When the yetzer hora wants to hinder a person's Divine service, it won't necessarily tell the person to ignore Divine service entirely, for there are those who will not listen to such enticement. So instead, the yetzer hora encourages him to devote himself to Divine service, but urges him to follow a path of Divine service which is not his own, but rather appropriate for another person.
In general, the Jews are divided into two categories:
- Torah scholars, and in particular yeshivah students, whose fundamental thrust is the study of the Torah. They must also perform deeds of kindness (in both a material and a spiritual sense), especially, spreading the wellsprings of Chassidus. This is intrinsically related to their success in Torah study, for our Sages have taught:  "If one says, 'I will be devoted solely to Torah,' he will not even possess the Torah." And thus, a Torah scholar always couples his endeavors with deeds of kindness.  Nevertheless, his primary focus is the study of the Torah.
- Businessmen, whose primary focus is the observance of the mitzvos, and in particular, the mitzvah of tzedakah, which is the paradigm of all mitzvos that involve deed. 
In this way, he spreads forth the wellsprings of Yiddishkeit, Torah, and Chassidus, which is a spiritual expression of tzedakah.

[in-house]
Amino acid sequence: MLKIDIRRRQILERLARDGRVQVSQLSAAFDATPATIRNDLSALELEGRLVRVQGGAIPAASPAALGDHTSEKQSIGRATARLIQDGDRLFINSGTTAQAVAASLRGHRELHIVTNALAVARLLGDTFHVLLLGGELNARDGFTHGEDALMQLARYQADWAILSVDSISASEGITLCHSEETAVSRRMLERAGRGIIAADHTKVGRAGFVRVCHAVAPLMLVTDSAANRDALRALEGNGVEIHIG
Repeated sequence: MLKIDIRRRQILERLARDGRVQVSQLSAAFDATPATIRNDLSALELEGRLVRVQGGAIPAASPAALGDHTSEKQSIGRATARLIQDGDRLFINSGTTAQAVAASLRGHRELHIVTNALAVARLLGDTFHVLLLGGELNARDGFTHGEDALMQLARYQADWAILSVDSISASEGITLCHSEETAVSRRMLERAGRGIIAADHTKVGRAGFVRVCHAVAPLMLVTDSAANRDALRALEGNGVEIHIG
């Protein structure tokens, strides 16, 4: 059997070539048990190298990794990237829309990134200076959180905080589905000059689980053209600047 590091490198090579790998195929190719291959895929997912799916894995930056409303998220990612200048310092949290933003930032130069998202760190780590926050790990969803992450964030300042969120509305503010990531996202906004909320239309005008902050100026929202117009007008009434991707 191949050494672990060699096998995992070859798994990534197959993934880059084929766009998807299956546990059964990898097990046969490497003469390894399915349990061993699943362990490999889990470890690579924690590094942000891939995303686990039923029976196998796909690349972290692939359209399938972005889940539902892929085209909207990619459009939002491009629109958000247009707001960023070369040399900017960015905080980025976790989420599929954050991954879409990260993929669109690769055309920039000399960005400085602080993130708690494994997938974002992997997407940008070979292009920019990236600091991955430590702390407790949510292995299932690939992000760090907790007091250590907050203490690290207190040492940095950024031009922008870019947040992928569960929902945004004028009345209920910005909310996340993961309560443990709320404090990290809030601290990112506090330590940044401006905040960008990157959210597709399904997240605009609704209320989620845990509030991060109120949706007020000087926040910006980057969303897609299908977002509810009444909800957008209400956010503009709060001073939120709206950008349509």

Nevertheless, in the sphere of holiness, all the different attributes are interrelated, and thus businessmen must also have fixed times for the study of the Torah to complement their preeminent efforts in the realm of tzedakah. 
Unfortunately, there are "souls that have lost their way," people who ignore the mission which they have been charged with, and instead involve themselves in matters which are destined for others. There are businessmen from whom it is demanded that they give tzedakah and involve themselves in spreading the wellsprings outward. How do they reply? They explain that they are busy, that can't give their time to anyone else; they must prolong their prayers, and devote themselves to intense study. And directly afterwards, they've got to run to their business. And thus they do not have any time to give tzedakah or to do a favor for another Jew.
In the same vein, there are yeshivah students who dedicate themselves to tzedakah projects, but so much so that they ignore the fixed times established for the study of the Torah.
So confused are these particular souls that they put their main energies into the path of service which is not their own; this is where they invest their vitality and spirit (this lasts, however, only briefly).
Although these are holy endeavors, since this is not the purpose for that soul, involvement in these activities "embitters [one's] life," for it uses the energy of the G-dly soul for objectives outside the scope of its own purpose, and indeed this disturbs the accomplishment of that purpose.